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United States Department of Agriculture

Agricultural Research Service

Research Project: Nutrition and Feed Development for Warm Water Aquaculture

Location: Aquatic Animal Health Research

Title: Effects of dietary levels of vitamin A on growth, hematology, immune response and resistance of Nile tilapia (Oreochromis niloticus) to Streptococcus iniae challenge

Authors
item Guimaraes, Igo -
item Lim, Chhorn
item Aksoy, Mediha -
item Li, Ming
item Klesius, Phillip

Submitted to: Animal Feed Science And Technology
Publication Type: Peer Reviewed Journal
Publication Acceptance Date: December 11, 2013
Publication Date: February 1, 2014
Citation: Guimaraes, I.G., Lim, C.E., Aksoy, M.Y., Li, M.D., Klesius, P.H. 2014. Effects of dietary levels of vitamin A on growth, hematology, immune response and resistance of Nile tilapia (Oreochromis niloticus) to Streptococcus iniae challenge. Animal Feed Science And Technology. 188:126-136.

Interpretive Summary: Vitamin A, is a fat-soluble vitamin, and plays a major role in a number of physiological processes including the maintenance of epithelial cells development, bone development, reproduction and vision. Vitamin A has also been identified to play an important role in the immune system function and therefore helps to protect against infections. Earlier research has shown that vitamin A is a dietary essential to all vertebrate, including fish. However, limited information is available with respect to dietary vitamin A on growth performance and health of tilapia. Thus, this study was conducted to evaluate the effect of dietary levels of vitamin A (0, 2,500, 5,000, 10,000, and 20,000 IU/kg diet) on the growth performance, hematology, immune response and resistance of Nile tilapia to a bacterium (Streptococcus iniae) infection. Each diet was fed to Nile tilapia (initial weight, 5.26 ± 0.10 g) in four replicate aquaria to apparent satiation twice daily for 10 weeks. The results indicate Nile tilapia are very sensitive to vitamin A deficiency. Reduced weight gain, feed intake and poor feed efficiency were observed after 2 week of feeding vitamin A unsupplemented diets. Survival was unaffected by dietary treatments. Other gross deficiency signs observed during the 10-week trial were hemorrhages, skeletal deformity, fin erosion, darker body coloration and lethargy. Significantly lower hepatosomatic index, anemia (low hematocrit, red blood cell count and hemoglobin) and decreased resistance of erythrocytes to hemolysis in hypotonic solutions were observed in fish fed the vitamin A unsupplemented diet. Supplementation of vitamin A at 3,910 IU/kg diet was sufficient to prevent the above indicated deficiency signs in juvenile Nile tilapia. Serum protein, lysozyme activity and superoxide anion production were enhanced by supplementation of vitamin A, but serum total immunoglobulin and spontaneous complement activity were not affected by dietary treatments. Dietary supplementation of vitamin A had no effect on the resistance of Nile tilapia to S. iniae infection challenge and antibody production against the same bacterium 21 days post challenge. Thus, based on the results of the present study, the potential of using high levels of supplemental vitamin A to improve the resistance of Nile tilapia to infectious disease is not warranted.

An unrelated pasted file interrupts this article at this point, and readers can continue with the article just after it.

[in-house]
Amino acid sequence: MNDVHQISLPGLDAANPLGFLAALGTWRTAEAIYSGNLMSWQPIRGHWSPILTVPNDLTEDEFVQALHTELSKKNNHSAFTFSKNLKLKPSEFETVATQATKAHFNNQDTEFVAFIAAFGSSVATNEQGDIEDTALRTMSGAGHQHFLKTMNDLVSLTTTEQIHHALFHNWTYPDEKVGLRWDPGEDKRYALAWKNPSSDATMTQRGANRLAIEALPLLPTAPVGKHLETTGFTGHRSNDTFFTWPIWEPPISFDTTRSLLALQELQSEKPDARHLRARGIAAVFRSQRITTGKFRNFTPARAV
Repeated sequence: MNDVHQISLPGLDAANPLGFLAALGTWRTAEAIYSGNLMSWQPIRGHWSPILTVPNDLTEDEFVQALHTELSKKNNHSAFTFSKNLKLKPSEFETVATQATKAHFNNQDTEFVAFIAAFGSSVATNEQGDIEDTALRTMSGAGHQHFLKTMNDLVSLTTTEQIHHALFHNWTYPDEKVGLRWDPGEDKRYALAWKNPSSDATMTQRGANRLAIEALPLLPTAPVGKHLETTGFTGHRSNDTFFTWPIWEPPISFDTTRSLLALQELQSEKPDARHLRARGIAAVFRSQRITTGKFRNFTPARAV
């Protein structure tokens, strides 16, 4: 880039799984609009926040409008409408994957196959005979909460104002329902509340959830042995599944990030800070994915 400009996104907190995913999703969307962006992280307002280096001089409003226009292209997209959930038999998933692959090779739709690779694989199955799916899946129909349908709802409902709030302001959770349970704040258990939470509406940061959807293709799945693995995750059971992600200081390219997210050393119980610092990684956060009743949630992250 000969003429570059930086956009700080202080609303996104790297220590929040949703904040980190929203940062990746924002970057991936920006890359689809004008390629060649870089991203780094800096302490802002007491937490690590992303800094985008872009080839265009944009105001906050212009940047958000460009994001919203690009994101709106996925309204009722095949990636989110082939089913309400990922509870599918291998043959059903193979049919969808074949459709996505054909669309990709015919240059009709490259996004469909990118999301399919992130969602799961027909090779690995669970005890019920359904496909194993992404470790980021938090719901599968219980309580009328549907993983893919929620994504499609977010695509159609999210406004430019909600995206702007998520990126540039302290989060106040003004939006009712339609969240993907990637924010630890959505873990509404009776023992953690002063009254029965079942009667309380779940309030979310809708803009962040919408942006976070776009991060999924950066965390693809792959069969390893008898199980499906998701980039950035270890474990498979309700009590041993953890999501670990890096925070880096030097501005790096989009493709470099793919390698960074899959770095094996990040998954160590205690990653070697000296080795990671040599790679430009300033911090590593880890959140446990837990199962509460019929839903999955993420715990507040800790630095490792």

Technical Abstract: This study was conducted to evaluate the effect of supplemental levels of vitamin A (0, 2,500, 5,000, 10,000, and 20,000 IU/kg diet) on the growth performance, hematology, immune response and resistance of Nile tilapia, Oreochromis niloticus to Streptococcus iniae challenge. Each diet was fed to Nile tilapia (initial weight, 5.26 ± 0.10g) in quadruplicate aquaria to apparent satiation twice daily for 10 weeks. The results indicate that vitamin A is a dietary essential for Nile tilapia. After 2 weeks of feeding, fish fed the vitamin A unsupplemented diet exhibited significantly lowest weight gain, feed intake and feed efficiency ratio than those of other treatments. Dietary vitamin A levels had no effect on survival. Other gross deficiency signs observed during the 10-week trial were hemorrhages, operculum deformity, fin erosion, darker body coloration and lethargy. Significantly lower hepatosomatic index and hematological parameters (except white blood cell count) were also recorded in fish fed the vitamin A unsupplemented diet. The resistance of erythrocytes to hemolysis in hypotonic solutions was lowest in fish fed vitamin A unsupplemented diet and increased with increasing vitamin A supplementation. A supplemental level of vitamin A of 3,910 IU/kg diet was sufficient to prevent these deficiency signs in juvenile Nile tilapia. Serum protein, lysozyme activity and superoxide anion production were enhanced by supplementation of vitamin A, while serum total immunoglobulin and spontaneous complement activity were not affected by dietary treatments. Dietary supplementation of vitamin A had no effect on the resistance of Nile tilapia to S. iniae infection challenge and antibody production against the same bacterium.

Last Modified: 12/22/2014
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